Innogames is a great one-stop destination for games; it has several entries my lists this month. Tribal Wars is very primitive-looking, but don't let that fool you. There's some real old-school strategy involved, and the gritty graphics help make it feel more realistic.
I am only a newbie in this space-themed MMORTS, but I already like the fact that instead of a castle of base, you spend your time building up a massive mother ship, exploring different areas of the galaxy and fighting foes. It's all wrapped up pretty impressively as well. I wonder how complex Light of Nova becomes?
There's something strange about Grepolis. Everything occurs on individual islands, and so the sea and travel always seems to be involved. Things go slowly, but I love that. I'm not overwhelmed by combat, and having neighbors on the same island can be exciting.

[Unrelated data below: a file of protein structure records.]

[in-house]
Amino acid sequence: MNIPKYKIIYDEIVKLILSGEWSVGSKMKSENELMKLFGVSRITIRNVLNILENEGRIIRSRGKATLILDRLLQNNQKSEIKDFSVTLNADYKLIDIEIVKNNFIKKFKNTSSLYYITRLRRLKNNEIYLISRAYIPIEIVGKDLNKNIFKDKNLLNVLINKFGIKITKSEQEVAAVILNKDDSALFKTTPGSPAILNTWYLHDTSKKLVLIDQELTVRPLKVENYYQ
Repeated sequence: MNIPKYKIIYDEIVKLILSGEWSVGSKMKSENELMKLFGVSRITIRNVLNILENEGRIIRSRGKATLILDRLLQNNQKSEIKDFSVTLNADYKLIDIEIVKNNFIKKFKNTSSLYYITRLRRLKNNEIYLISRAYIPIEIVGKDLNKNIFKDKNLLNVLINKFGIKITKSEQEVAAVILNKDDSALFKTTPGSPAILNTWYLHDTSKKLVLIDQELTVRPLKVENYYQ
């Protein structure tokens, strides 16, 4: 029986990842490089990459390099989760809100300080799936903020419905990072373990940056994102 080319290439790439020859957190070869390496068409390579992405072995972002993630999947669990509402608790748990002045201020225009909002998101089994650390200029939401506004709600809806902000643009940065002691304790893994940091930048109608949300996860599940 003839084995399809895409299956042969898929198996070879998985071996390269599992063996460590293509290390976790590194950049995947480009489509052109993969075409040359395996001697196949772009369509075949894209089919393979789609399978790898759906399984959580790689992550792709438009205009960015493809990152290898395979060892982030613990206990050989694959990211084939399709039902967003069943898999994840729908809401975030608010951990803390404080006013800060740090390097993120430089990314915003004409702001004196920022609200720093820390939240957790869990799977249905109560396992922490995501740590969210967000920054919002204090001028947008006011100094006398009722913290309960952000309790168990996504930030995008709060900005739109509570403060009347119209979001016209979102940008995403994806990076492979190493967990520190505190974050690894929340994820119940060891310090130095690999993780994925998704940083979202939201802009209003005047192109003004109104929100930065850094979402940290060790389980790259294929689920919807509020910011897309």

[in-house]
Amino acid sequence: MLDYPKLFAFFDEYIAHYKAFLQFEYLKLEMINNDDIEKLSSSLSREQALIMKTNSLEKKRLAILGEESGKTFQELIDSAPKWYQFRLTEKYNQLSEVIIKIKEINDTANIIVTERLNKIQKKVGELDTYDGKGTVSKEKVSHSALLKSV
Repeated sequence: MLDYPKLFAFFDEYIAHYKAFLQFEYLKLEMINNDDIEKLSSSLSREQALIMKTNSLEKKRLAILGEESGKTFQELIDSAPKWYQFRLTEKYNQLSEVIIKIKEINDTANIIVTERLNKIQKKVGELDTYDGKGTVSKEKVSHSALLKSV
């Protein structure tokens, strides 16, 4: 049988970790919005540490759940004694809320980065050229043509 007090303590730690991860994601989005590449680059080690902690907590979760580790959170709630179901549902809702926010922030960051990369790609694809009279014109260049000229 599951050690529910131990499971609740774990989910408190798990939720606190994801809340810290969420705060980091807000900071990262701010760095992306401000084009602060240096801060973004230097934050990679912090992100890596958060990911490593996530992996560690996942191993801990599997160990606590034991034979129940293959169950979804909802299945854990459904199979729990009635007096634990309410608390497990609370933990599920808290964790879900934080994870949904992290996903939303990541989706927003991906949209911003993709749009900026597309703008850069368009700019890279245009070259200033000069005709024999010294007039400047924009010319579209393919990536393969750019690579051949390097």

Next week I will be looking at the Chromebook again (all month!) but will be introducing you to 10 "standard" browser-based MMOs. I'll be busily testing them all week, so if you have any questions, feel free to leave a comment.
Each week in MMObility, Beau Hindman dives into the murky waters of the most accessible and travel-friendly games around, including browser-based and smartphone MMOs. Join him as he investigates the best, worst, and most daring games to hit the smallest devices! Email him suggestions, or follow him on Twitter and Facebook.